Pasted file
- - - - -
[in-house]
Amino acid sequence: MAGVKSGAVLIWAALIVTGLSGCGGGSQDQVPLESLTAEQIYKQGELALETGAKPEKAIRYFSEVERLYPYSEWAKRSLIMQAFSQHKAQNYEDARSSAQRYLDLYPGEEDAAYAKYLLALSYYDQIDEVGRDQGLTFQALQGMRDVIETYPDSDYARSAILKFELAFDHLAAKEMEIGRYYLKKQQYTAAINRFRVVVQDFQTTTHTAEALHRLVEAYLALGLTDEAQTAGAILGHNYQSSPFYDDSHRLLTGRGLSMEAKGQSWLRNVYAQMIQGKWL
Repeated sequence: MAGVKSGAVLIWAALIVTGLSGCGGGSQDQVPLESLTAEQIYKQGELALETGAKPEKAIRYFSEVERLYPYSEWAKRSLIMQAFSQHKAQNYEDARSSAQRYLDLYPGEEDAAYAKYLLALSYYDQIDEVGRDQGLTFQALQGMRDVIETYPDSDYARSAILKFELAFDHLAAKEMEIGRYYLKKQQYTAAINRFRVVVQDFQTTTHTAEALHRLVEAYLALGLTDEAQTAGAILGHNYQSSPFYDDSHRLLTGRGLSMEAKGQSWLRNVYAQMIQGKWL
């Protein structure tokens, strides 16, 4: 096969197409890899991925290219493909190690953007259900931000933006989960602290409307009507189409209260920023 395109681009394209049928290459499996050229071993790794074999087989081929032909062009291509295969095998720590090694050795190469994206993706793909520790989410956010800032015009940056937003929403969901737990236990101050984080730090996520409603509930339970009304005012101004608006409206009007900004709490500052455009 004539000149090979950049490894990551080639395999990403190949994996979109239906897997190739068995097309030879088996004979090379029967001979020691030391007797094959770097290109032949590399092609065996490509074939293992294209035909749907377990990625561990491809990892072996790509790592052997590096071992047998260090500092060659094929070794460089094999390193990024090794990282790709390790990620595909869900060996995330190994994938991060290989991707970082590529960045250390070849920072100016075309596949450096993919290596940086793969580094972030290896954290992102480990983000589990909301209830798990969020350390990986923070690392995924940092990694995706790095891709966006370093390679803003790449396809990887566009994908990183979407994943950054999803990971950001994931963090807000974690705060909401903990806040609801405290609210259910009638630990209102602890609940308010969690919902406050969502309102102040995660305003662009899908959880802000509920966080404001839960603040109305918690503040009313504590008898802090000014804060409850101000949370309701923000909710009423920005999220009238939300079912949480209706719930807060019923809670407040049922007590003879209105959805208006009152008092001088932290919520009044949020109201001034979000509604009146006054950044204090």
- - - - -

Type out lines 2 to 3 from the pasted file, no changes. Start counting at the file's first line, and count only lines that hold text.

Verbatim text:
Amino acid sequence: MAGVKSGAVLIWAALIVTGLSGCGGGSQDQVPLESLTAEQIYKQGELALETGAKPEKAIRYFSEVERLYPYSEWAKRSLIMQAFSQHKAQNYEDARSSAQRYLDLYPGEEDAAYAKYLLALSYYDQIDEVGRDQGLTFQALQGMRDVIETYPDSDYARSAILKFELAFDHLAAKEMEIGRYYLKKQQYTAAINRFRVVVQDFQTTTHTAEALHRLVEAYLALGLTDEAQTAGAILGHNYQSSPFYDDSHRLLTGRGLSMEAKGQSWLRNVYAQMIQGKWL
Repeated sequence: MAGVKSGAVLIWAALIVTGLSGCGGGSQDQVPLESLTAEQIYKQGELALETGAKPEKAIRYFSEVERLYPYSEWAKRSLIMQAFSQHKAQNYEDARSSAQRYLDLYPGEEDAAYAKYLLALSYYDQIDEVGRDQGLTFQALQGMRDVIETYPDSDYARSAILKFELAFDHLAAKEMEIGRYYLKKQQYTAAINRFRVVVQDFQTTTHTAEALHRLVEAYLALGLTDEAQTAGAILGHNYQSSPFYDDSHRLLTGRGLSMEAKGQSWLRNVYAQMIQGKWL